Michigan AD Dave Brandon against hosting playoffs at indoor Midwest sites; backs bowl inclusion amid criticism
University of Michigan athletic director Dave Brandon has heard the criticism regarding his league's plan to include the bowls in its college football playoff model. But he's not backing down.
In fact, he's taking it a step further.
Brandon has cited cold weather as a principal reason he doesn't favor on-campus semifinals. Now, he says he also won't support playing a semifinal at an indoor Midwest site such as Ford Field in Detroit or Lucas Oil Stadium in Indianapolis, which would take the weather out of the equation.
"The one thing that kind of gets left out of this discussion that maybe ought to get some weight are the kids," he said Friday during WTKA's Mott Takeover. "Now, I know a lot of people don't really care about that part, but I do, and if you polled our players and said, 'If you played a really tough, successful, long regular season, the award you're going to get is to travel to Ford Field or Lucas Oil Stadium,' they would look at you and say, 'Huh?'
"They love going to warm weather. They love going to some of these locations they, in some cases, have never visited."
AnnArbor.com file photo
The Big Ten's athletic directors, as well as conference commissioner Jim Delany, announced last week in Chicago they back installing a four-team playoff to replace the BCS system.
The league has drawn some criticism, though, for its push to include the bowls -- specifically the Rose Bowl -- in the playoff structure.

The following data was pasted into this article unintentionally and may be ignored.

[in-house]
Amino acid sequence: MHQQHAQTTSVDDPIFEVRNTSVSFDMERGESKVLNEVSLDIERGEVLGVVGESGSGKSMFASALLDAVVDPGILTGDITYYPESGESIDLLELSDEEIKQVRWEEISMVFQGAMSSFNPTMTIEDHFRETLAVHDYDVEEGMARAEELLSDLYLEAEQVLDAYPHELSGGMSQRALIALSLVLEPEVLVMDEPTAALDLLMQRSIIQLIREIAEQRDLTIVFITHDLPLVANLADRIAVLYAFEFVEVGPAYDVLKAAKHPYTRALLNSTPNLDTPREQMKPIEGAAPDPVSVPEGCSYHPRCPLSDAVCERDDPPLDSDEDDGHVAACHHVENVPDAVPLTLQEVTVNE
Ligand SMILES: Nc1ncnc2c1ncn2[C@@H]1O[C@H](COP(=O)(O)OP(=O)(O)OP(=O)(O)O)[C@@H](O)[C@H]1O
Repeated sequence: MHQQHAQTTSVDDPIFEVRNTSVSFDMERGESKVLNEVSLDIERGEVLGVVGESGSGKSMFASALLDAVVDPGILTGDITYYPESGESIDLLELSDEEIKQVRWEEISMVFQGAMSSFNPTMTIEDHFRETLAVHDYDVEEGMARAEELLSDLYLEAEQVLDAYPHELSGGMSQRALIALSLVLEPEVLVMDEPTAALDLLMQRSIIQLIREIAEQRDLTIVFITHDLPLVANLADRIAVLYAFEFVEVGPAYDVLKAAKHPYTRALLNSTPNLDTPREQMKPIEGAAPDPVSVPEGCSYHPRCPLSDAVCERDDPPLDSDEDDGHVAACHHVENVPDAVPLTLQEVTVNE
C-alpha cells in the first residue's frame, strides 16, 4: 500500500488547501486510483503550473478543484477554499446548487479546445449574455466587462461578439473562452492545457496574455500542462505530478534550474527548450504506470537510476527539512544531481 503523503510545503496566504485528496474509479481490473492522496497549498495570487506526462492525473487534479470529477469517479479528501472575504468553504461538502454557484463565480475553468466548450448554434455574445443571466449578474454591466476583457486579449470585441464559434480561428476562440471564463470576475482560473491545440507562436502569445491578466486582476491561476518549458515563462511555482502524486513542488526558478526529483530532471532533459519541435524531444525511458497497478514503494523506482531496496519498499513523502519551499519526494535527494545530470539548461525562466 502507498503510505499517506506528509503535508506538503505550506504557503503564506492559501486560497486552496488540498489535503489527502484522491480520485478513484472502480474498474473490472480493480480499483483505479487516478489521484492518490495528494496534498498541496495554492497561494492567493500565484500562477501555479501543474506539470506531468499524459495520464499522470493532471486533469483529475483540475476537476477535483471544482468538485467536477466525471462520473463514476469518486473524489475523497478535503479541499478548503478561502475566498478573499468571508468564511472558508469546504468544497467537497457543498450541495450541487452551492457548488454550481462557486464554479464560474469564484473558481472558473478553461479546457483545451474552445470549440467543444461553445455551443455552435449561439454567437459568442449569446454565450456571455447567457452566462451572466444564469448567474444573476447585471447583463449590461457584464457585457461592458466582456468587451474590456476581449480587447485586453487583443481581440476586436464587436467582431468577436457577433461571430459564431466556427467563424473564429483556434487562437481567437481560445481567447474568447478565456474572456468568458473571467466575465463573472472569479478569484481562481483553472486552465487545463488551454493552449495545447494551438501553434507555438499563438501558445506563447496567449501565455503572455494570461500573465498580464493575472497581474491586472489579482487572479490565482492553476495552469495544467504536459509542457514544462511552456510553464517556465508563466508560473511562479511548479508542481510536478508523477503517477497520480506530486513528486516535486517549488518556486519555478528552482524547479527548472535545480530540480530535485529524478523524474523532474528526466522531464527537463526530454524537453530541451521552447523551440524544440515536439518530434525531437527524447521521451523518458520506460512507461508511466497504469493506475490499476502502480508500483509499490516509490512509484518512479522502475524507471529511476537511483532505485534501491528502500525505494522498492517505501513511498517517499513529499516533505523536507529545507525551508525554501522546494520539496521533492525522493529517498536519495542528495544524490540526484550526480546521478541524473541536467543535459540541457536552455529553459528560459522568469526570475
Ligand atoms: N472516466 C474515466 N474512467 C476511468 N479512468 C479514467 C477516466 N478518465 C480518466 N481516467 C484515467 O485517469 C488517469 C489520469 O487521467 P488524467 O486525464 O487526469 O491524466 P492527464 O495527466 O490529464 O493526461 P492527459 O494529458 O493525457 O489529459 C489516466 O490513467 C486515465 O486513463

Big Ten member schools are located thousands of miles from bowl sites such as Padadena, Calif.; Miami Gardens, Fla.; Glendale, Ariz.; and New Orleans. That is a perceived disadvantage, when the Big Ten takes on SEC and Pac-12 teams that are located much closer to those locales.
Why not push for on-campus semifinals, which would force those teams above the Mason-Dixon Line? Or at least neutral-site games, which could be played closer to home and offer a relief on travel constraints?
"My sense is that it really was kind of determined pretty early on that that just wasn't salable -- that you were going to have all kinds of arguments to define who the champion is, and you start to create a home-field advantage, that's an issue," Brandon said.
"I also believe that we came to the conclusion that if we were to take these games, these three games, and push them outside the bowl system, we could very easily start to diminish the prestige and the value of the bowls."
Brandon also said on-site semifinals aren't worth pursuing because Southern schools would balk at the prospects of playing outdoor games in the Midwest anyway.
The Big Ten will present its model when the league commissioners meet next month.
"What everybody needs to understand is to get any change enacted, you have to get a consensus," he said. "If you think you're going to get those Southern conferences to believe it would be really fair and fun to come play outdoors in January in the North, you're kidding yourself."